Abstract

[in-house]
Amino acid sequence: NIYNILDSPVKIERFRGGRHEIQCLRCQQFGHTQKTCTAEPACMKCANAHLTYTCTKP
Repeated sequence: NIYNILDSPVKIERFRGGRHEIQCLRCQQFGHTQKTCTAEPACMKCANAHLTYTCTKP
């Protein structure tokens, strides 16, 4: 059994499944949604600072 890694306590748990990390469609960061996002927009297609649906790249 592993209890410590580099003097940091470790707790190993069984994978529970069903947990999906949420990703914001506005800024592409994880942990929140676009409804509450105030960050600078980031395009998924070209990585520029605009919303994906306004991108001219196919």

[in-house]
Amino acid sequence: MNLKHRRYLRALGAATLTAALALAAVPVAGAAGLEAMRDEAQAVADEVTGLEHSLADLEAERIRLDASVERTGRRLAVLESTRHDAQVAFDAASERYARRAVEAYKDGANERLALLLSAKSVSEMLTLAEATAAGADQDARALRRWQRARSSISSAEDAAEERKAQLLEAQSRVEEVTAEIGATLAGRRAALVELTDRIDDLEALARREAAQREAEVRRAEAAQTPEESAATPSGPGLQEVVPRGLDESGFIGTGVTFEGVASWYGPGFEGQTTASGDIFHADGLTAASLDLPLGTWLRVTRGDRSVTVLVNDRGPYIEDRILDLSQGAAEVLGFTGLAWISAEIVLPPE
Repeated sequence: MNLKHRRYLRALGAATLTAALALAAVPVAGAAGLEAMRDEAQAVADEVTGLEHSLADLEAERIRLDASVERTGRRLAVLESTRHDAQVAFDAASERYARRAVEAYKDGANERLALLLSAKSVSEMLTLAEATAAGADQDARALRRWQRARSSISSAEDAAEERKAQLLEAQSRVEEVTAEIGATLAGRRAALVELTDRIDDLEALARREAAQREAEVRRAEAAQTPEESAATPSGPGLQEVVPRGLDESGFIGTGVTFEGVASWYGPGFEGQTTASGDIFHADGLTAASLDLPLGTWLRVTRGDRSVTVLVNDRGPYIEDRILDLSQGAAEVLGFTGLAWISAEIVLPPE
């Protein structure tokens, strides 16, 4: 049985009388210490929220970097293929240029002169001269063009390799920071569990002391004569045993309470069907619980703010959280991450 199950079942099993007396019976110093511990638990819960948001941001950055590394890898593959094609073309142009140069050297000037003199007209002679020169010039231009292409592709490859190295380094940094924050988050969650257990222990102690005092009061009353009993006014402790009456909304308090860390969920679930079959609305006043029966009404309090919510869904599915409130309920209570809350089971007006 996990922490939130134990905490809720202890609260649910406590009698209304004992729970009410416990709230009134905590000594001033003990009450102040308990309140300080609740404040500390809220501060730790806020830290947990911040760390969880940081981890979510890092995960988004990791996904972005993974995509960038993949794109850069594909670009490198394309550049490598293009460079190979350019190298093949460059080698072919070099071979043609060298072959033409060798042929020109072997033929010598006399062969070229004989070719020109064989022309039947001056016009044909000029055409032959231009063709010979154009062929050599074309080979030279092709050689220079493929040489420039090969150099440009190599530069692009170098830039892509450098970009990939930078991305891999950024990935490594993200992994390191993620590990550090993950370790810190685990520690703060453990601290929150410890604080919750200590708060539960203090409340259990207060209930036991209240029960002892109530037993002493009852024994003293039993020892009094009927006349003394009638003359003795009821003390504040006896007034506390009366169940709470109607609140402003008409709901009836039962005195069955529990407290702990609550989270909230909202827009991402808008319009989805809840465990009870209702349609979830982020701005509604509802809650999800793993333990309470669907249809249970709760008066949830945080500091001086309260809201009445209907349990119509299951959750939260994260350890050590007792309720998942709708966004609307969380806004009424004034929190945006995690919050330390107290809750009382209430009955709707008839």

In 1953 a Hollywood-based U.S. Air Force film studio, Lookout Mountain Laboratory, produced a documentary film about America’s first detonation of a thermonuclear device, the 1952 “MIKE” device. The film, called Operation Ivy, was initially shown only to the highest-level government officials, but a later, edited version was eventually released for public distribution. We argue that the story of Operation Ivy illuminates not only the ways in which the rhetoric of the “Super” was managed but also the way in which the Cold War state was both subject to and productive of political and aesthetic sensibilities.

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